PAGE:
Author Topic: ALS.TO - Altius Minerals  (Read 1884148 times)

GlennAS

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Zerohedge on the Chinese Economy ...
« Reply #800 on: September 17, 2012, 03:11:42 PM »
On the topic of China, here's this post today from zerohedge: How China's Rehypothecated "Ghost" Steel Just Vaporized, And What This Means For The World Economy http://www.zerohedge.com/news/how-chinas-rehypothecated-ghost-steel-just-vaporized-and-what-means-world-economy.

While annecdotal in its broader implications, it wouldn't surprise me at all that underneath it all, China is equal part the credit-based casino that is the western financial system/economy.

BTW, I really like Altius as a management team and investment. But view the macro scene very bearishly.

glenn


Dazel

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Re: ALS.TO - Altius Minerals
« Reply #801 on: September 17, 2012, 03:46:25 PM »

thanks for the input on China.....we will all see how things play out there over a number of years...

dazel.



ItsAValueTrap

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Re: ALS.TO - Altius Minerals
« Reply #802 on: September 17, 2012, 04:15:15 PM »
Well first of all Zerohedge is always bearish.  Secondly, I'm not sure it logically follows that you should be bearish on commodities.

If steel inventories are being falsified, then technically that is bullish for steel.

If hyperinflation occurs, technically that is bullish for real assets.

On a practical level, the ghost inventories of steel suggest a high level of fraud in China.  In practice, we've seen from the Chinese reverse mergers that frauds are rampant and that there is adverse selection going on.  (Little penalties for committing fraud, not surprisingly, leads to rampant fraud.)
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beerbaron

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Re: ALS.TO - Altius Minerals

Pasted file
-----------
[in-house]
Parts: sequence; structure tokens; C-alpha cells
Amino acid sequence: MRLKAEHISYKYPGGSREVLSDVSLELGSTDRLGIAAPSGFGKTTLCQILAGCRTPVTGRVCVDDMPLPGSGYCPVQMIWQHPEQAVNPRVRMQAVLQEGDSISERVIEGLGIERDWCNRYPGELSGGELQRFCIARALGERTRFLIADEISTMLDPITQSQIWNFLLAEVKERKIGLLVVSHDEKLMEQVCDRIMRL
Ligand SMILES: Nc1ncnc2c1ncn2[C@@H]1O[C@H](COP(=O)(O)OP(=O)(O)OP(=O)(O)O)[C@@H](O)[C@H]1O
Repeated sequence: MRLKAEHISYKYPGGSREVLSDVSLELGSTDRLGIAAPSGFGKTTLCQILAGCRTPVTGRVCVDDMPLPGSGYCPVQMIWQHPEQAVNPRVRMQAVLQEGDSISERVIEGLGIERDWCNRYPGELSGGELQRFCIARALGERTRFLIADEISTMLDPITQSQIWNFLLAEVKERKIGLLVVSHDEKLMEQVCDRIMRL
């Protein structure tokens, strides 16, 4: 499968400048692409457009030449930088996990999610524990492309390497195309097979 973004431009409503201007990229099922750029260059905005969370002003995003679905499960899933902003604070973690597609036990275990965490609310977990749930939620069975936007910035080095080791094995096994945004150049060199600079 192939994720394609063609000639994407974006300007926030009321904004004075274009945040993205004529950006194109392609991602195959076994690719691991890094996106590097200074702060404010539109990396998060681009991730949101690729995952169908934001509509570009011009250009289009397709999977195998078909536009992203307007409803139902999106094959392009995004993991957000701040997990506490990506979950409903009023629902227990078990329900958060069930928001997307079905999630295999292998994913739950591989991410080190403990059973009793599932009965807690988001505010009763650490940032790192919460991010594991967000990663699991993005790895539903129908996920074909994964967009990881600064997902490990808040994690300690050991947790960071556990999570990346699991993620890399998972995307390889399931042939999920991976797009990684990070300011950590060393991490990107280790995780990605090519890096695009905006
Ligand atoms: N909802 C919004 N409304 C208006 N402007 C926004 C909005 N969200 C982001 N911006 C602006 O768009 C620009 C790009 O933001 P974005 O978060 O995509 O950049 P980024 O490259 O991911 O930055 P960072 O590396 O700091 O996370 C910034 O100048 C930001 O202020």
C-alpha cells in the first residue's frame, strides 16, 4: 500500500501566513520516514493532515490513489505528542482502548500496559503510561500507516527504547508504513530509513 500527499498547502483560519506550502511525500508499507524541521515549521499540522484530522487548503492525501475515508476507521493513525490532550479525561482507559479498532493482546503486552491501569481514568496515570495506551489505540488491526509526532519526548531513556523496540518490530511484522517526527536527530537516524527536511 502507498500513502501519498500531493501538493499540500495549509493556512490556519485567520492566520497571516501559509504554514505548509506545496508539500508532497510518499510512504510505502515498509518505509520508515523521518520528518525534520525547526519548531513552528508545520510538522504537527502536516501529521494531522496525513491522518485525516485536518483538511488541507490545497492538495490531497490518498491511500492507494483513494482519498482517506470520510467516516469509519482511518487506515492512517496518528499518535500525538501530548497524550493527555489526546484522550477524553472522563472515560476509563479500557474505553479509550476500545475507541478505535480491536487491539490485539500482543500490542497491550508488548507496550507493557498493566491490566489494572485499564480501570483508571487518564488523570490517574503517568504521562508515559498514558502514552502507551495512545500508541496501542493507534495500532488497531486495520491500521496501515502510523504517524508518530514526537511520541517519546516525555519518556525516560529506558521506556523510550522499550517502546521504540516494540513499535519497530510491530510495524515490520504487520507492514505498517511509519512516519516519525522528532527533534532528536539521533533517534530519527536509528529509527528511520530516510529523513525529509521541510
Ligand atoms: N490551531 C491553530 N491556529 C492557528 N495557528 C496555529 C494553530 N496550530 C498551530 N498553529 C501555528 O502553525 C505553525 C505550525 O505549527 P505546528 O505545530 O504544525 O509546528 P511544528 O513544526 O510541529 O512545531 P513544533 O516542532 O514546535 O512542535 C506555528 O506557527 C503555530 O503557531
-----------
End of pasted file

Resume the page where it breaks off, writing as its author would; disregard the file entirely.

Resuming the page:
« Reply #803 on: September 17, 2012, 04:20:32 PM »
Well first of all Zerohedge is always bearish.  Secondly, I'm not sure it logically follows that you should be bearish on commodities.

If steel inventories are being falsified, then technically that is bullish for steel.

If hyperinflation occurs, technically that is bullish for real assets.

On a practical level, the ghost inventories of steel suggest a high level of fraud in China.  In practice, we've seen from the Chinese reverse mergers that frauds are rampant and that there is adverse selection going on.  (Little penalties for committing fraud, not surprisingly, leads to rampant fraud.)

I was just thinking the same thing. I was mad to have wasted 5 minutes of my time reading ZeroHedge.

BeerBaron

Studesy

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Re: ALS.TO - Altius Minerals
« Reply #804 on: September 17, 2012, 04:29:09 PM »
Basing a buy decision on such macro commentary is basically trying to predict the bottom as opposed to a purchase based on a sufficient discount to IV. If such macro events do occur, it would be a good time to add to the position. 

GlennAS

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zerohedge - itsavaluetrap
« Reply #805 on: September 17, 2012, 04:31:24 PM »
Wow, lot's of negativity re: zerohedge apparently. I really appreciate their macro analysis. Go figure. ...

I linked to the zerohedge post not as a comment on commodities per se, more a comment on the fraudulent nature - in China and globally - of credit and collateral. Plus, the reference to "rehypothecation" is priceless - an analogy to the MF Global rehypothecation crisis.

The bearish case for commodities is simple - and the one that Michael Pettis (and Hugh Hendry) makes. That is simply overcapacity built for a unsustainable credit boom - complete with consequent misallocation of capital. I personally don't believe we're looking at hyperinflation. Even the recent QE-to-Infinity risk on trade seems way overblown to me. The Fed and central banks can print money and use it to buy crappy assets from banks (which is essentially what the unsteralized QE is), but they're having a much harder time stimulating the real economy and aggregate demand because the consumer is deleveraging - at least throughout the developed world. To me, a Minsky moment appears more likely than hyperinflation.

Of course, the alternative thesis is that unrelented central bank money printing will  cause hyperinflation, will somehow also stimulate aggregated demand, and this will support the price of commodities. It's not a view I share - at least not in the short-to-medium term. But it seems to be the consensus view IMO, and if I see evidence that's it's working in the data points, I'll be more than happy to change my view.